As a worker, you have a set of fundamental rights that protect you from workplace discrimination and ensure a safe work environment.
Women’s rights in California include:
- The right to work in a safe, discrimination-free environment
- The right to report gender discrimination to your employer’s human resources department or supervisor, the right to work during pregnancy
- The right to equal employment opportunities, including hiring, promotions, and benefits
- The right to file a grievance for breach of contract if you are a union member, the right to protest against gender discrimination in the workplace
- The right to resist sexual advances or to intervene if you witness an incident of sexual harassment or assault
- The right to access your personnel file, which includes your performance evaluations, pay history, and other relevant information about your employment
Harassment and discriminatory experiences of women can be distressing and traumatic. It is important to take proper steps on reporting any discrimination to your employer’s human resources department or the designated individual responsible for handling workplace complaints. By reporting the discrimination, you can protect your rights, support employee well-being, and help ensure that your workplace is safe.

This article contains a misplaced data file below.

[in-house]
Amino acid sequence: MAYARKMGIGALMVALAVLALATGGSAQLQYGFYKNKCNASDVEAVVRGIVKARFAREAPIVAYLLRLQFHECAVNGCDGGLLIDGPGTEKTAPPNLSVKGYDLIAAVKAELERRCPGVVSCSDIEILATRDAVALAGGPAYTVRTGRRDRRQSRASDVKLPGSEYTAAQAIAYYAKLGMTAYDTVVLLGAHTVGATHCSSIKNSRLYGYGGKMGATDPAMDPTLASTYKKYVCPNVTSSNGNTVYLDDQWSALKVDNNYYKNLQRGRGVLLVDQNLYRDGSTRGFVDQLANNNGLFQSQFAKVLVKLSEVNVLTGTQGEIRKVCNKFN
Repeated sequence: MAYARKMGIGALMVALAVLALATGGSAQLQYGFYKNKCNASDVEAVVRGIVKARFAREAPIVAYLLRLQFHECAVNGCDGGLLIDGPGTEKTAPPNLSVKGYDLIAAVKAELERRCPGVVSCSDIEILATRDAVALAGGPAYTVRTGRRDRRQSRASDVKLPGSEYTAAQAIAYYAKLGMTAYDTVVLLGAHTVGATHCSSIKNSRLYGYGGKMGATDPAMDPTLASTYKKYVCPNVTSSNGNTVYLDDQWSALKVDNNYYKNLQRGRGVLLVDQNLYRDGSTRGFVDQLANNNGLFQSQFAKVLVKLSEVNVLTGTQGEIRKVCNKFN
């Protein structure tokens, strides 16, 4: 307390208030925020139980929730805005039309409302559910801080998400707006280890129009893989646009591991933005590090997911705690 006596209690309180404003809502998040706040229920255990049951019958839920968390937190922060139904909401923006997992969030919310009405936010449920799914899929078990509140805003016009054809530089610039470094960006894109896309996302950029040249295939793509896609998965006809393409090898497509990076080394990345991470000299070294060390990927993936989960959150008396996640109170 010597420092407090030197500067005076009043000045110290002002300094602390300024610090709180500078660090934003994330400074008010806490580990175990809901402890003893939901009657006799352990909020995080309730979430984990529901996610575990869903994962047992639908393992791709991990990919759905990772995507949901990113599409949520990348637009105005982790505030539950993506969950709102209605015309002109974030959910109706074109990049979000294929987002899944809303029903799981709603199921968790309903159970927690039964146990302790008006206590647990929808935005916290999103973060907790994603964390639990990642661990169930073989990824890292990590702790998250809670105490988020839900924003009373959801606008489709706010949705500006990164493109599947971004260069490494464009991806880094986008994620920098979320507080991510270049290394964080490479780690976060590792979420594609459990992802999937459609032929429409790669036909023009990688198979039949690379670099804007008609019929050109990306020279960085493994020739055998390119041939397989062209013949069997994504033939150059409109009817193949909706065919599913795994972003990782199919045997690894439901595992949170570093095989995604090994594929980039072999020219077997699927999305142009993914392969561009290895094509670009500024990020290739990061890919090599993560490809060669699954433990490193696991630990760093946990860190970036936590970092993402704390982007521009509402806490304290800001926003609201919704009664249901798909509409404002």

Speak With Our California Women’s Rights Employment Lawyers Today
We understand that facing discrimination can have a huge impact on a woman’s life, and we are here to support you. Our experienced employment attorneys are equipped to handle a wide range of employment discrimination cases, including those involving gender, race, age, disability, and sexual orientation.
At Labor Law Advocates, we believe that everyone deserves to work in a safe and respectful environment free from discrimination.
If you are facing workplace discrimination, reach out to us to schedule a free consultation. Our key role is to listen to your concerns and provide guidance if you wish to take legal action. Together, we can work towards achieving a fair and just outcome.
Call us at (424) 688-3632.